The Economist Intelligence Unit on Tuesday released its annual Cost of Living report, which examines the world's most and least expensive cities by looking at factors including food costs, fuel costs, and salaries.
Cities are ranked in comparison with New York City. New York receives an index score of 100, with cities more expensive than the Big Apple scoring over 100, and those that are cheaper getting less than 100. This is the so-called WCOL (World Cost of Living) Index.
In recent years, the cost of living in Asia's hub cities like Singapore, Shanghai, and Hong Kong have surged — Asian cities now make up five of the top six most expensive places on Earth.
However, European cities remain near the top of the list. We've ranked the most costly cities in western Europe below. London, traditionally one of the most expensive places on the continent, has seen its cost fall significantly since Britain voted to leave the EU.
"The devaluation of the British pound in 2016 prompted a sharp fall in the relative cost of living in UK cities," the EIU's report notes.
Check out the full list below.
T=16. Brussels, Belgium — The Belgian capital scored 81 in the WCOL index, and ranked 39th overall in the world.
T=16. Barcelona, Spain — With a reputation as a hub for tourists, Barcelona is often seen as a cheap holiday destination. However, living in the city is pricey. It has fallen one place in this year's overall ranking though.
T=16. Dusseldorf, Germany — In a recent ranking, Dusseldorf was rated the 6th best city in the world in terms of quality of life. That quality comes at a price however, and the city is one of Europe's most expensive.
T=14. Rome, Italy — Italy's capital drops one place in the EIU's overall ranking in 2017, and is the 35th most expensive city in the world.
T=14. Munich, Germany — Another city close to the top of several quality of life rankings, Munich is one of Germany's most powerful cities, with a cost of living to match.
13. Hamburg, Germany — Hamburg is not only the second largest city in Germany, but is also home to its largest port, making it a hub for trade. That helps push up the cost of living.
12. Milan, Italy — Italy's financial centre is more expensive than its capital, ranking as the 29th most expensive city on the planet, according to the EIU. That's a fall of one place from 2016.
11. Dublin, Ireland — Dublin has been in the spotlight since Britain voted to leave the EU, with many EU companies thought to be considering moving staff from London to the Irish capital.
10. London, United Kingdom — "London, the UK capital, fell by 18 places from 6th last year to 24th—its lowest position in the cost of living ranking in 20 years," the report says. It noted that "the devaluation of the British pound in 2016 prompted a sharp fall in the relative cost of living in UK cities."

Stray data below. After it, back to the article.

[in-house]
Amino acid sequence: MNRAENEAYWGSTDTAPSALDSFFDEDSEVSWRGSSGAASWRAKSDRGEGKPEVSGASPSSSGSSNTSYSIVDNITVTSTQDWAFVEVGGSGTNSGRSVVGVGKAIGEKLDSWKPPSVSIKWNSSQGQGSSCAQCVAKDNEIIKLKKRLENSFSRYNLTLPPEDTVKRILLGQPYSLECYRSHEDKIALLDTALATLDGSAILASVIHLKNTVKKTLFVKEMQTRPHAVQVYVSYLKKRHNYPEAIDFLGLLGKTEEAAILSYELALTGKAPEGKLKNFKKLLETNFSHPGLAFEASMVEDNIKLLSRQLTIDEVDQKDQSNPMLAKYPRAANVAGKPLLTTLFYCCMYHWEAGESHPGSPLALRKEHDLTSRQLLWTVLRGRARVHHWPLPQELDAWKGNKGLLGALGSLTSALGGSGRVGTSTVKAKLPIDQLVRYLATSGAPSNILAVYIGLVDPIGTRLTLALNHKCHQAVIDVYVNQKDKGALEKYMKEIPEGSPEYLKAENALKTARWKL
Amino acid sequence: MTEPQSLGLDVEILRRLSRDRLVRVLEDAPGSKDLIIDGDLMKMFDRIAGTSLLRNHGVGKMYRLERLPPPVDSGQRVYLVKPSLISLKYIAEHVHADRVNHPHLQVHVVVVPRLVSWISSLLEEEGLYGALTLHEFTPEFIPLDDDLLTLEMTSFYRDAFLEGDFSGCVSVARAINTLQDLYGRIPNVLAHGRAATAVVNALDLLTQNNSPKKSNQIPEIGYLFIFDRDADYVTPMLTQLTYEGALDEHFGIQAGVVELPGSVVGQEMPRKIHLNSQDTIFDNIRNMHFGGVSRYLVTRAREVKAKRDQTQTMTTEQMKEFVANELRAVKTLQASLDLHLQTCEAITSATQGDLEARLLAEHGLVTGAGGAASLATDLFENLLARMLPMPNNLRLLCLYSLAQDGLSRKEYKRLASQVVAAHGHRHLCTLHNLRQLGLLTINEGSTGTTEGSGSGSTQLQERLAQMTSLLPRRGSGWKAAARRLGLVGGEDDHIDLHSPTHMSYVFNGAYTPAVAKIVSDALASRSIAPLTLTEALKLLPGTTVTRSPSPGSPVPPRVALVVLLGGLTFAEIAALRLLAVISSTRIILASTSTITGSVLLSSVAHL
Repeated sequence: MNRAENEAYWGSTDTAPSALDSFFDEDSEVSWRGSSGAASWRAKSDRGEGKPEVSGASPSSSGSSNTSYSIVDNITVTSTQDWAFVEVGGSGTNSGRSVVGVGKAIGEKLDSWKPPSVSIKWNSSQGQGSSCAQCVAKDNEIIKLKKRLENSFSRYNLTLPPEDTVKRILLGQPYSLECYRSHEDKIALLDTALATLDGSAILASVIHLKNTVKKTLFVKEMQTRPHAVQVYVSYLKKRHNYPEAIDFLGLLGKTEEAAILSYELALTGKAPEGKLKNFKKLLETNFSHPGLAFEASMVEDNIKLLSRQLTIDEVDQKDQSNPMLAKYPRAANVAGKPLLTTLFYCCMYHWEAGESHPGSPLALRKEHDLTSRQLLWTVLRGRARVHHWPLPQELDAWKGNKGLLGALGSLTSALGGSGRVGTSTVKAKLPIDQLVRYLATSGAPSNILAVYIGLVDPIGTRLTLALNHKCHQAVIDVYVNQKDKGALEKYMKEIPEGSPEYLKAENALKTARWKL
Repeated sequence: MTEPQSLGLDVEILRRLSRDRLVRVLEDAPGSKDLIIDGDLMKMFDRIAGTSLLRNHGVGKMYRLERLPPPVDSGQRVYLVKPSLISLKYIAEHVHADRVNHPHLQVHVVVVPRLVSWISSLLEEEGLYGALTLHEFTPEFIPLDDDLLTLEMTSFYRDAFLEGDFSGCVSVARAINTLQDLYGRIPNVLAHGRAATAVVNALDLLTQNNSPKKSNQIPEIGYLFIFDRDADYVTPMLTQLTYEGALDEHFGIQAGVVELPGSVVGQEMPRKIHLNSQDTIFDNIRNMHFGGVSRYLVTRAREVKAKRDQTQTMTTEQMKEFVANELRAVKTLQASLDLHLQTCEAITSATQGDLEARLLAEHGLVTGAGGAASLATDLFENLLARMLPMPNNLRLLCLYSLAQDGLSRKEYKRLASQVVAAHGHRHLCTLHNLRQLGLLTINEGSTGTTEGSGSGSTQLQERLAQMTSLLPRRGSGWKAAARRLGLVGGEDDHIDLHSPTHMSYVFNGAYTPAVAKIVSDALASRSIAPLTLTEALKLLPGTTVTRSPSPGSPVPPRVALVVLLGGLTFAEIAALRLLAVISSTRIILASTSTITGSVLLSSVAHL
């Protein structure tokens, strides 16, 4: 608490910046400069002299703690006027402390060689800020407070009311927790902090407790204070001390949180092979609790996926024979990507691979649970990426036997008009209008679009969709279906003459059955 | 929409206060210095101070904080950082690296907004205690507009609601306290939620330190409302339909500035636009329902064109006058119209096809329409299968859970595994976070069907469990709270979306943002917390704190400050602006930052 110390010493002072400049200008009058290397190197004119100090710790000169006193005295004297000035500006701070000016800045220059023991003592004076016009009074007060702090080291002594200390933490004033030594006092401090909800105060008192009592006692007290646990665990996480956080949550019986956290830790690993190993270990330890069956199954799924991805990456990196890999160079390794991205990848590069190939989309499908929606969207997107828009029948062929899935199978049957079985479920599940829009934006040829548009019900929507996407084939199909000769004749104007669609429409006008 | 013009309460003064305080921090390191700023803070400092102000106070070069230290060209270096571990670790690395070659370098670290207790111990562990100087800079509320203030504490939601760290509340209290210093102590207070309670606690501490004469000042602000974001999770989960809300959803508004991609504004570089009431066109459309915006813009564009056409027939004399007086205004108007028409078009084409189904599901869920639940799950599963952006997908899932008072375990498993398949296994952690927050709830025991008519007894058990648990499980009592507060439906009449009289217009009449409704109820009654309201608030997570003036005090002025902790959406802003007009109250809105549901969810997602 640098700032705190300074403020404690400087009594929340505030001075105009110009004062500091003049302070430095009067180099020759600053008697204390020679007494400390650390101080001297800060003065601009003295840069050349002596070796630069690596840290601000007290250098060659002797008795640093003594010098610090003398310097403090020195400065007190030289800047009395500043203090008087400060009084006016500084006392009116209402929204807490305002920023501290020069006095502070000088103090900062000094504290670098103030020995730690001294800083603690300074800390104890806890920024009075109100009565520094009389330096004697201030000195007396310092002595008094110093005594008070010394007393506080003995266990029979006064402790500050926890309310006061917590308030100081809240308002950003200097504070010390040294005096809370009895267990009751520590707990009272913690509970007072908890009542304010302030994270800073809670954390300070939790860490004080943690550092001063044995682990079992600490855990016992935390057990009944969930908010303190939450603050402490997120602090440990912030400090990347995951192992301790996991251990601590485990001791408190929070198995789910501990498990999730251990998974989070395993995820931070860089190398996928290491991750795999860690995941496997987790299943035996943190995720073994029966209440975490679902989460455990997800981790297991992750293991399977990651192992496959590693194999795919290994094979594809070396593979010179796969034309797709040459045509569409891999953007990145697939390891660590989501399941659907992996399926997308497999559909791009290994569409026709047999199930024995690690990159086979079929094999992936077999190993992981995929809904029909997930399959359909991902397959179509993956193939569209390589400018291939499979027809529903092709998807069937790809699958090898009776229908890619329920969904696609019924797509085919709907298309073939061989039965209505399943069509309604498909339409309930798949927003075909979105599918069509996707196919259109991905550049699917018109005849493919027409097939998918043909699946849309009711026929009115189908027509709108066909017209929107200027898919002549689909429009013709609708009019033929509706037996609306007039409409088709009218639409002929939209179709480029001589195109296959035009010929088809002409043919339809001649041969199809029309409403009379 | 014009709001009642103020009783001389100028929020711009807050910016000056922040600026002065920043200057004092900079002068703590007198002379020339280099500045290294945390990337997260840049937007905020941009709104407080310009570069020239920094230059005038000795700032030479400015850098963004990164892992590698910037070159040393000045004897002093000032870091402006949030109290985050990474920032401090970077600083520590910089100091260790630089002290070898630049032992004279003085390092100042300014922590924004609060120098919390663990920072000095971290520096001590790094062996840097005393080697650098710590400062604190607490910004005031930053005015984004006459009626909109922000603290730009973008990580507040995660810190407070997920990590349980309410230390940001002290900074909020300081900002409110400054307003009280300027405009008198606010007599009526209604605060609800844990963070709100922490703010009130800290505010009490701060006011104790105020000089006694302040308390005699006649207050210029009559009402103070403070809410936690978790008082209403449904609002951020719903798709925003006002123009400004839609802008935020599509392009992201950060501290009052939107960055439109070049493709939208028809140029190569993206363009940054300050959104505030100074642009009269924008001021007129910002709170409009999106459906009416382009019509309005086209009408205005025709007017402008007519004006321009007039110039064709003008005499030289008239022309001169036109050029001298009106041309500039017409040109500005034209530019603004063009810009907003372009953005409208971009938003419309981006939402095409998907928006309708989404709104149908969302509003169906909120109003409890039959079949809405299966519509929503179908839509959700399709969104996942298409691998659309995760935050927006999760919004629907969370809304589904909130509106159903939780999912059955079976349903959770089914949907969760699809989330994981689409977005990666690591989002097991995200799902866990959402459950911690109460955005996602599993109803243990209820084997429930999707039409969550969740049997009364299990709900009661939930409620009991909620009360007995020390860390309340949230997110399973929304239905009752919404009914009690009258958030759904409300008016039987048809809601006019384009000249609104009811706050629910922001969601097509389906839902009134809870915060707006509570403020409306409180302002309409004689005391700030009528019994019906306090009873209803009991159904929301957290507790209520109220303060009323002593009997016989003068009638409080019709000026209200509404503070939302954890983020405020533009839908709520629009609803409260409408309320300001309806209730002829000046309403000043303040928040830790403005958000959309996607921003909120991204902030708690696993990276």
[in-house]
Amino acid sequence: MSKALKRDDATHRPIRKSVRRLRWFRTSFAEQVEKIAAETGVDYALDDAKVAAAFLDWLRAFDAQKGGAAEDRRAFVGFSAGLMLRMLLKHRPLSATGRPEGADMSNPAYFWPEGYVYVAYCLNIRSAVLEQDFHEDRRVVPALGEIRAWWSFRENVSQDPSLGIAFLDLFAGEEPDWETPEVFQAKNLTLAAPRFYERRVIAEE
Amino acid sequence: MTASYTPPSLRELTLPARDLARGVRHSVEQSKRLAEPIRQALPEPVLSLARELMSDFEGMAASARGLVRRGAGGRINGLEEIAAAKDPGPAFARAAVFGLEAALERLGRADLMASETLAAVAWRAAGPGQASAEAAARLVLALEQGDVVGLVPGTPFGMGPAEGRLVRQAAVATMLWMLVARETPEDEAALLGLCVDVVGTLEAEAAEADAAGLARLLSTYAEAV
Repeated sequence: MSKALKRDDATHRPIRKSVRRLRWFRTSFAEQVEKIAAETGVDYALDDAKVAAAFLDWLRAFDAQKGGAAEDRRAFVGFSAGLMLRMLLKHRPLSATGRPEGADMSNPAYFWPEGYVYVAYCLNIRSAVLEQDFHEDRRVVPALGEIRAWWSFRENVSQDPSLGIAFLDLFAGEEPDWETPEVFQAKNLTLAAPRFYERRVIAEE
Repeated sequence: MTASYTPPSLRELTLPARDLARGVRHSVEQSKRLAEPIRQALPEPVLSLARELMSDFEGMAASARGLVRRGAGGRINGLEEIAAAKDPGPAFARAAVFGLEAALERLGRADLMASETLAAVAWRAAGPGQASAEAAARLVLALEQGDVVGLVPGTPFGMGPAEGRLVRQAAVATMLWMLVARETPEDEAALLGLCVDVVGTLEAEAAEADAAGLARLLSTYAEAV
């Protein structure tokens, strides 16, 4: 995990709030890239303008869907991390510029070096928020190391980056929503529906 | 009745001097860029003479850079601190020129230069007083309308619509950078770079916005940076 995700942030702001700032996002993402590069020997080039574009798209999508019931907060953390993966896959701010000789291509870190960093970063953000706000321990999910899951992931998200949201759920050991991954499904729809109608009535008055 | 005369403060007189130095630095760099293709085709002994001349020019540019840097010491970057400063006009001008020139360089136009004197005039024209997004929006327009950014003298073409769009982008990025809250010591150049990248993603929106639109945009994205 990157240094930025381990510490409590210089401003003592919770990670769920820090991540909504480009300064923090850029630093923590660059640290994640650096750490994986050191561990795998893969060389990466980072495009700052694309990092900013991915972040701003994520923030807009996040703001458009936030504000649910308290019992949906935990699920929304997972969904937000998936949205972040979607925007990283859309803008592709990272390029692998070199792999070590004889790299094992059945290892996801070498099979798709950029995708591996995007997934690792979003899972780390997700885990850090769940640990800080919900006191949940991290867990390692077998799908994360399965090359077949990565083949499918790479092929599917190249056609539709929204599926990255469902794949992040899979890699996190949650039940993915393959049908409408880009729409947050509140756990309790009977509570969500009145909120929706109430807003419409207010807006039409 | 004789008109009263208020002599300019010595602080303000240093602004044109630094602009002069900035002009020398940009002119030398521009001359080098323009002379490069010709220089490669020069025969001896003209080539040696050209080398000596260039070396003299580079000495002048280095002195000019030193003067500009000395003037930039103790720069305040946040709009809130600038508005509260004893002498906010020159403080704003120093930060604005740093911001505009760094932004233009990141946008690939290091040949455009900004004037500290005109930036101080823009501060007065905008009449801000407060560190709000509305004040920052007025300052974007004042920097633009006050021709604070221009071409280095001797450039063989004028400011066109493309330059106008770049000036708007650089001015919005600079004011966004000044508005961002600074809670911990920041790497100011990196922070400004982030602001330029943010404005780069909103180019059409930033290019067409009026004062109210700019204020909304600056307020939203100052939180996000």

9. Frankfurt, Germany — Frankfurt is Germany's financial centre, with a huge number of very wealthy people living in the city. It is Germany's most expensive city, according to the EIU.
8. Vienna, Austria — Falling three places from last year, Austria's capital is the 21st most expensive city on earth, the EIU says, scoring 91 points on the WCOL index.
T=6. Reykjavik, Iceland — Reykjavik is home to just 120,000 people, making up roughly one-third of Iceland's entire population. As a nation with little in the way of natural resources, most consumables must be imported, pushing up prices.
T=6. Helsinki, Finland — Finland's capital climbs one place from its position in the EIU's 2016 ranking, with a WCOL index score of 92.
5. Oslo, Norway — Norway's capital has a reputation for being expensive, and the EIU's ranking confirms this. It scored 99 on WCOL index, and climbed two places from the 2016 list.
4. Copenhagen, Denmark — Copenhagen's high position on this list is largely down "to relatively high transport and personal care costs," the EIU says.
T=2. Paris, France — "The French capital remains structurally extremely expensive to live in, with only alcohol and tobacco offering value for money compared with other European cities," the EIU's report notes.
T=2. Geneva, Switzerland — The second most expensive city in western Europe is also the second most expensive in Switzerland. However, in 2017, prices for many goods have fallen, with a loaf of bread falling from an average of $7.02 in 2016, to $6.62 today.
1. Zurich, Switzerland — Zurich remains the most expensive city in Europe for another year according to the EIU, although it notes that "the relative cost of living has fallen slightly."
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